Water vapor image tells the story
All of the players are in the regional view as of early Friday morning. The parent low is moving east out to sea, and a sneaky trailing low passes through Friday night into Saturday. The trough driver bringing the cold is racing down from Ontario. The cut-off low that has hung out over the Midwest all week is weakening and is about to be absorbed by the trough. The ridge to the west is like the mother in the minivan who is loading up the kids after soccer practice to take them home and will carry them out of the area Saturday.
All four precipitation food groups through Saturday
Friday 6 AM to Saturday 9 PM - This is one hour increments of liquid equivalent precipitation used here. The reason I've used this is because precipitation type will vary pending on region, and I don't trust model ideas of what that may appear as given the marginal temperatures in the 30s. Northern areas see snow. Where cold air damming has settled in, those areas see some ice accretion. Where it has not sees rain showers.
The parent low departs Friday morning and a bit of a lull works in Friday afternoon. As the trailing low slides east, precipitation picks back up Friday night and into Saturday morning. As the cold air works in aloft, the transition from rain and freezing rain flips to snow. Much of the interior sees snow showers or pockets of light snow through the day. A coastal front sets up in the morning, which keeps the shoreline regions wet with snow on the other side of it. How far inland the coastal front goes is always a bit of a coin toss. Those that live within 10-40 miles of the ocean may see a mix of snow and rain pending on what the front decides it wants to handle itself. As the cold front works through Saturday afternoon, areas seeing rain get a few snowflakes as a parting gift when the precipitation wraps up.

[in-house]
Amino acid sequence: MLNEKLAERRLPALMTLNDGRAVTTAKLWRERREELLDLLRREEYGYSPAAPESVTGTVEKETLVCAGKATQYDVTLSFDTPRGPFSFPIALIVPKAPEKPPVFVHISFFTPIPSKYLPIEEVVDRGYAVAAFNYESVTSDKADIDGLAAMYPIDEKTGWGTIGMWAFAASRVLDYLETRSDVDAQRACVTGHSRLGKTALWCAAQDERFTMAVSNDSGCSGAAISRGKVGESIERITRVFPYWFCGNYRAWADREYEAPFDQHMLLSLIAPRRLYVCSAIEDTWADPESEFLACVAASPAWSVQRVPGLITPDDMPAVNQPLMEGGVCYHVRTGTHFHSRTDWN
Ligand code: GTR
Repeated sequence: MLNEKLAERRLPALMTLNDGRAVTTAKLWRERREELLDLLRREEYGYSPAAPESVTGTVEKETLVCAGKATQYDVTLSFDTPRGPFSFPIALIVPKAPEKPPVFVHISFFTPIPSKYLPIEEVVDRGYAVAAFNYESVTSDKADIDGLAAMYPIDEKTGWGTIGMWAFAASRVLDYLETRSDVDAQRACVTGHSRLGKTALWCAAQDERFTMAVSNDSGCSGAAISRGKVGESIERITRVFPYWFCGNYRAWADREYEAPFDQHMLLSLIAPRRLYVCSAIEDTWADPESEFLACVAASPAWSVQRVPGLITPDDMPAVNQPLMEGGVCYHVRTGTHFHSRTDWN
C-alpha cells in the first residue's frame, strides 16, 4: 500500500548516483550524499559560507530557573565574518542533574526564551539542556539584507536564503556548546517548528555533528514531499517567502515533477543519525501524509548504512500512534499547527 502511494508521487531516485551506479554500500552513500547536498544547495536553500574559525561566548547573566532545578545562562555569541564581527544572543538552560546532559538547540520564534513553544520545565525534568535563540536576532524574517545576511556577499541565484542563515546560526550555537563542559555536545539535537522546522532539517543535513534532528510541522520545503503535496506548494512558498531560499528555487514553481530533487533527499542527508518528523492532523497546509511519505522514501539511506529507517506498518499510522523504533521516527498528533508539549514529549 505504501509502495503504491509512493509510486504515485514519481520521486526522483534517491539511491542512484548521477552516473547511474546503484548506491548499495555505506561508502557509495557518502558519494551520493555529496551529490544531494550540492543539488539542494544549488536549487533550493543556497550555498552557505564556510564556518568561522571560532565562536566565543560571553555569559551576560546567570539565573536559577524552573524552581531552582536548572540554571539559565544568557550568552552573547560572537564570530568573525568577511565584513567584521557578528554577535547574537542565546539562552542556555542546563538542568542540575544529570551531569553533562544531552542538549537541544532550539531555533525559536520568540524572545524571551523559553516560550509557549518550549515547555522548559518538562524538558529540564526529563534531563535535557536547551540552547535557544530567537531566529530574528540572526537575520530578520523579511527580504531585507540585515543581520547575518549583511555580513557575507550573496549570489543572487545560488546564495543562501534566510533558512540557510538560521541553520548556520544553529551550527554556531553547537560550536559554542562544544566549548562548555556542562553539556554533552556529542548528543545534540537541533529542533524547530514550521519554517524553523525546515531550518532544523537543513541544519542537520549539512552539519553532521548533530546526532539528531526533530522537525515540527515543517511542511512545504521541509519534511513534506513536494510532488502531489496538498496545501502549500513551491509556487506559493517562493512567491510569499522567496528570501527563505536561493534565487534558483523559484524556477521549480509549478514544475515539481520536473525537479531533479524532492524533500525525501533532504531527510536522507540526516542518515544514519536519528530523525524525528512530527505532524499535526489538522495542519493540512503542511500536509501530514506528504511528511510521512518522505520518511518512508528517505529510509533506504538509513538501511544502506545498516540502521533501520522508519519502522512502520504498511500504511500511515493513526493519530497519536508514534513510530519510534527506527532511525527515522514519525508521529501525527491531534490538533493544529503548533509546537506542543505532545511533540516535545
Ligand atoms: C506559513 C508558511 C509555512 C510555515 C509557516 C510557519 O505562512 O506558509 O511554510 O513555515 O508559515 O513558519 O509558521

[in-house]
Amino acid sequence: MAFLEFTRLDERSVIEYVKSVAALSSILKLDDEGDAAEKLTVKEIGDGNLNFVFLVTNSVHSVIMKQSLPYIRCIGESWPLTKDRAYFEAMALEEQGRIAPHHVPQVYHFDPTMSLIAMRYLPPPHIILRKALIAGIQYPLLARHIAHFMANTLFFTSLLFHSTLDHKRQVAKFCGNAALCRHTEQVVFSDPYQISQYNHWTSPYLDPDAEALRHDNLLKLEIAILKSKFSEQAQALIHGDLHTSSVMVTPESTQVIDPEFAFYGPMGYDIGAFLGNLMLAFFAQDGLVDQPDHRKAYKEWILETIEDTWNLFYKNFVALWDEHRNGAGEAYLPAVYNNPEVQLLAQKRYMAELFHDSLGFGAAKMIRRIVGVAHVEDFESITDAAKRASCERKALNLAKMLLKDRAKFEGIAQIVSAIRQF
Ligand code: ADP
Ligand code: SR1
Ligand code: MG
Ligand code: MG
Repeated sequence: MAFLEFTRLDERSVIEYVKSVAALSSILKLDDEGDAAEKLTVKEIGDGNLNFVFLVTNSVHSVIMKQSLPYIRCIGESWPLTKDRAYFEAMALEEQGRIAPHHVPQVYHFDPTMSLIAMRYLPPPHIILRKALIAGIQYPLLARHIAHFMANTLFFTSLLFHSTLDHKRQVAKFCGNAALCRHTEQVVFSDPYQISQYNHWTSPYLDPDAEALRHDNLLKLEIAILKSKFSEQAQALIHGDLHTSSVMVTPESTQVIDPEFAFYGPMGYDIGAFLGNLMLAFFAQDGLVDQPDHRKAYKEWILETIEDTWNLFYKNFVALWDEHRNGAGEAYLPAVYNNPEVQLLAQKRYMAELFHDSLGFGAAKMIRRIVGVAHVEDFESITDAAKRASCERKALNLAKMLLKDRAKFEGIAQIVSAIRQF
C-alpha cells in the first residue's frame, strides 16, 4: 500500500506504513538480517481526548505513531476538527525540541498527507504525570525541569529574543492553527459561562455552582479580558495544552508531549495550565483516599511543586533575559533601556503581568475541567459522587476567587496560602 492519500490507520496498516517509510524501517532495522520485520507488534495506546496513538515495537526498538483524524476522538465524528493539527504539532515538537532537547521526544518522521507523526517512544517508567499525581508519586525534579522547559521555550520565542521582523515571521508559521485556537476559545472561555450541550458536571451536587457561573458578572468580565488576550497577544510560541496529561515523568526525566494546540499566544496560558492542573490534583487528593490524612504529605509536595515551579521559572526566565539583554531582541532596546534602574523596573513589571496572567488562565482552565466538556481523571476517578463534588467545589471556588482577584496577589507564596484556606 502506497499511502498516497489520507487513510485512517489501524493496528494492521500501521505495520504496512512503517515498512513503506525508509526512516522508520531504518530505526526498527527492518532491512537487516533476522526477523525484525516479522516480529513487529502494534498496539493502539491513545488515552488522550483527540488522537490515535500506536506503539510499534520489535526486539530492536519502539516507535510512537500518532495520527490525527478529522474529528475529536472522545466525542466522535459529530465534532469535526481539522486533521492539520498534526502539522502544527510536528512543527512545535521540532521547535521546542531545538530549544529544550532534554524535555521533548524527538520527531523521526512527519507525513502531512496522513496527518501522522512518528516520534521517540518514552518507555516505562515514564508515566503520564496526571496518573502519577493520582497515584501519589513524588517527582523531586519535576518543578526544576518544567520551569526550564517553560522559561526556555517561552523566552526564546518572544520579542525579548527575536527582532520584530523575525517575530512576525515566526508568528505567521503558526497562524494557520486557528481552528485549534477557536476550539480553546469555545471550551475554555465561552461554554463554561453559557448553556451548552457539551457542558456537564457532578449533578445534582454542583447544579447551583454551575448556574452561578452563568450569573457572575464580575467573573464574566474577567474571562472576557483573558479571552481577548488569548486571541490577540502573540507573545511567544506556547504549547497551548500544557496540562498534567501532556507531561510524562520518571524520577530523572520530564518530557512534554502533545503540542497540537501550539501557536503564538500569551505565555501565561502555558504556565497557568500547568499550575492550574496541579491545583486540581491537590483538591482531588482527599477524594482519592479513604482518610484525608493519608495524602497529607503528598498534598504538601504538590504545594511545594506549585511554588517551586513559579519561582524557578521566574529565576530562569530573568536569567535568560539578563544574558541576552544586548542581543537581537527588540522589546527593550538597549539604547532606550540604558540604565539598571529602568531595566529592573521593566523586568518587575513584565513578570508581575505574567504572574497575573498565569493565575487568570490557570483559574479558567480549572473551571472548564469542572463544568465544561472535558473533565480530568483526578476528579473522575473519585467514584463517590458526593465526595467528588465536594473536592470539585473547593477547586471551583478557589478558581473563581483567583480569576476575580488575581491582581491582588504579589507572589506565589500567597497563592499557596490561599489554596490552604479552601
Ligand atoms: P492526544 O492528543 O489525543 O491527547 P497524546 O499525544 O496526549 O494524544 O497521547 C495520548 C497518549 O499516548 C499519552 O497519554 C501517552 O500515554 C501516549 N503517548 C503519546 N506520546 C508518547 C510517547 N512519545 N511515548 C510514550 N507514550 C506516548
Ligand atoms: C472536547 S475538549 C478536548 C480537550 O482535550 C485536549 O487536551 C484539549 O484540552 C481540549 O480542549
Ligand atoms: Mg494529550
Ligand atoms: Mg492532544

Outside of some mountain upslope snow showers, precipitation ends from west to east Saturday afternoon ending over eastern areas by mid-evening.
Rule of thumb here is higher elevations have the better chance for snow as the cold air works in. The valleys won't see as much, and where cold air damming hasn't worked in could see lesser amounts, too. With marginal temperatures around the freezing mark and not a whole of of forcing with the trailing low, I don't expect this to be much of an accumulator. Areas around the coastal front may see bursts of moderate snow on the cold side, so be aware of that.
Given the weak nature of the trailing low, I don't see much of an issue for travel. Untreated areas may be slick in spots, especially on the roads less travelled. The common sense approach of responsible driving to the conditions is the way to go.
Outlook through Thursday
Saturday 7 PM to Thursday 7 PM - The pattern becomes more progressive heading into next week. Shortwaves may bring some clouds in areas with mountain snow showers through New Years Day. An ocean storm misses the region Tuesday, but we'll need to keep an eye out for one Thursday into Friday. That big hook you see at the end of the loop, it might restart winter over the interior, and coastal areas should be on notice.
Temperatures cool down in the ten day trend, which is an indicator that the chances for snow will increase.
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